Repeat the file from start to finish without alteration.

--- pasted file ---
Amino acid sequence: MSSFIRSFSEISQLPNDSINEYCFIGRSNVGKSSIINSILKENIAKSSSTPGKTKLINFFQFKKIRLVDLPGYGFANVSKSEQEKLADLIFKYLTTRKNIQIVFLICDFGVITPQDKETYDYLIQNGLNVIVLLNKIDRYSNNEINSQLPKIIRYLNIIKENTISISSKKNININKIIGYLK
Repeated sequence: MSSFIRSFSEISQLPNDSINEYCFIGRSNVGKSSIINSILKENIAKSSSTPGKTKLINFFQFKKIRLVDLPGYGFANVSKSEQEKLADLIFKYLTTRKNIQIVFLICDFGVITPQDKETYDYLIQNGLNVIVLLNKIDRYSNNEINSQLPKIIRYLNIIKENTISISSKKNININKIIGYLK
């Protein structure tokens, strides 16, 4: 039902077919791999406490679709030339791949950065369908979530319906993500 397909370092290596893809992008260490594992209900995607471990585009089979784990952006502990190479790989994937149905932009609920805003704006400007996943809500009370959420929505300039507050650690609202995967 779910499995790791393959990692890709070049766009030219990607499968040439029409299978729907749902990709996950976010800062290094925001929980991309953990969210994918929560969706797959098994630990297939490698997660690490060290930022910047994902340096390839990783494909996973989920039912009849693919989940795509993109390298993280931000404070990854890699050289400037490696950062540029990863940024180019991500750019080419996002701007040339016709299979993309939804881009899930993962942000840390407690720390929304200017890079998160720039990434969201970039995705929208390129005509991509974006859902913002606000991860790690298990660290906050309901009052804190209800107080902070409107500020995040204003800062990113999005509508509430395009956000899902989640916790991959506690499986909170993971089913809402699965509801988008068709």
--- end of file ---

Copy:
Amino acid sequence: MSSFIRSFSEISQLPNDSINEYCFIGRSNVGKSSIINSILKENIAKSSSTPGKTKLINFFQFKKIRLVDLPGYGFANVSKSEQEKLADLIFKYLTTRKNIQIVFLICDFGVITPQDKETYDYLIQNGLNVIVLLNKIDRYSNNEINSQLPKIIRYLNIIKENTISISSKKNININKIIGYLK
Repeated sequence: MSSFIRSFSEISQLPNDSINEYCFIGRSNVGKSSIINSILKENIAKSSSTPGKTKLINFFQFKKIRLVDLPGYGFANVSKSEQEKLADLIFKYLTTRKNIQIVFLICDFGVITPQDKETYDYLIQNGLNVIVLLNKIDRYSNNEINSQLPKIIRYLNIIKENTISISSKKNININKIIGYLK
């Protein structure tokens, strides 16, 4: 039902077919791999406490679709030339791949950065369908979530319906993500 397909370092290596893809992008260490594992209900995607471990585009089979784990952006502990190479790989994937149905932009609920805003704006400007996943809500009370959420929505300039507050650690609202995967 779910499995790791393959990692890709070049766009030219990607499968040439029409299978729907749902990709996950976010800062290094925001929980991309953990969210994918929560969706797959098994630990297939490698997660690490060290930022910047994902340096390839990783494909996973989920039912009849693919989940795509993109390298993280931000404070990854890699050289400037490696950062540029990863940024180019991500750019080419996002701007040339016709299979993309939804881009899930993962942000840390407690720390929304200017890079998160720039990434969201970039995705929208390129005509991509974006859902913002606000991860790690298990660290906050309901009052804190209800107080902070409107500020995040204003800062990113999005509508509430395009956000899902989640916790991959506690499986909170993971089913809402699965509801988008068709």